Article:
When I retire
Now this is a subject I have not considered. Â And yet 2 friends are retiring this month and 2 others are going part time in anticipation of retirement soon. Â Is retirement a biblical concept? I don’t think so, but I don’t think that makes it wrong unless when you retire you actually retreat from the front lines. Â In Numbers 9:24-25 there is a reference for the Levites to work from age 25 to 50 and then retire from serving in the temple. Â I kind of hope no one reads this verse or applies it! Â We do not need any more excuses from old people that they “served their time” or that they are “too old” to minister. Â Nor do we need any young people to have reason to marginalize or devalue the generation before them. Actually, it is bad hermeneutic to base an entire theology on one verse. The only other verse I can think of is Prov. 6 which reminds us that the winter is coming and to look to the ant, who works hard to prepare for the winter (which I guess we could interpret for old age). Storing resources for the fall and winter seasons of life is smart and logical. The idea of retirement is really a modern benefit of the Social Security act and I cannot imagine that Charles Ingalls or any other working class person ever even contemplated the idea.
My parents are my heroes. Â They actually chose to retire early so they could redesign their lives around ministry; they went back to school and then they went to the mission field. Â They continued to advance the kingdom and not retreat from it! Now I am not a runner – I actually hate running! Â But the idea of a marathon like life. Â Paul tells us to run in such a way that we can win (1 Cor. 9:24) and a good runner knows that it is important to get off to a good start. Â Similarly it is important to plan for later NOW! Then, a runner needs to pace themselves just like we have to plan and pace out our savings and spending. Â To win a race a runner has to pick up the pace as they get nearer to the end and finally sprint to the finish line. Oh I hope I don’t ever stop running the race, but can kick it into high gear and sprint to the finish line!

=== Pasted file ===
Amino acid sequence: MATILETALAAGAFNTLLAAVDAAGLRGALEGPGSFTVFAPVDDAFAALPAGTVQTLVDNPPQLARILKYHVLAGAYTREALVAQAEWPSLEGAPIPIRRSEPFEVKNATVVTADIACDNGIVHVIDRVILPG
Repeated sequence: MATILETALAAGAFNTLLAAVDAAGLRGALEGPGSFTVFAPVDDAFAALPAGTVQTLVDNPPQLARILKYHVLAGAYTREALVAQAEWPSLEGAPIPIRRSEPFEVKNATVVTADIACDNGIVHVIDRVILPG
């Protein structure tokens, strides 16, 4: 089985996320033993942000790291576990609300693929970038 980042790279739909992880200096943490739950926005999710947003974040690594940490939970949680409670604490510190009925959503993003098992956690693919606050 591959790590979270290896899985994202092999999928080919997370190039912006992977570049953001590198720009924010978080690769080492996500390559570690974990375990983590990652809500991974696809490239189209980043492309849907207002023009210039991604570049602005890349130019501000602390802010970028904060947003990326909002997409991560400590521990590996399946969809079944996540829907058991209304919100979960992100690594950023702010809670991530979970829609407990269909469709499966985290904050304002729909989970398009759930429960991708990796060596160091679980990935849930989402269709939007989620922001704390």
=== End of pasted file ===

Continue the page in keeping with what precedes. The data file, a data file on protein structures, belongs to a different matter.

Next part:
I think I have some vision of what I think retirement will be like but from what most people say, it is nothing like the way they imagined it. Â For example, I imagine I will have time on my hands. Â I will no longer have a 45 minute commute to work. Â I won’t have to put up with entitled coworkers who think that there is too much work to do and they have no idea about how easy they have it! Â I imagine I will have time to exercise, read, scrapbook, learn a new language (or at least brush up on my Spanish). Â I will retrain my musical skills with the guitar, piano and clarinet. Â I will travel – a LOT! I will finally write that book. Â I will throw tea parties and go the extra mile for all my friends. Â Yeah – right….
Reality will set in and exercise will still be at the bottom of my priority list and I will still have pains in my joints and all manner of excuses. Â I will miss my friends and colleagues and will wish I could interact and stay in their world and culture, even on the fringe. Â I will still have books I need to read and pictures will still be in boxes, but now I will not have a reason to read the book and I will have no idea who it is in the picture! I will probably not travel because I won’t be willing to go without a suitcase and be unwilling to pay extra to take one! I will still brew tea, but no one will come to a party past 11 am because they can’t handle the caffeine and I probably won’t be out of bed until noon. Â So much for that idea! Â It will be easier to listen to my kids play instruments anyway. Well, I think retirement will be an adjustment, which is an understatement.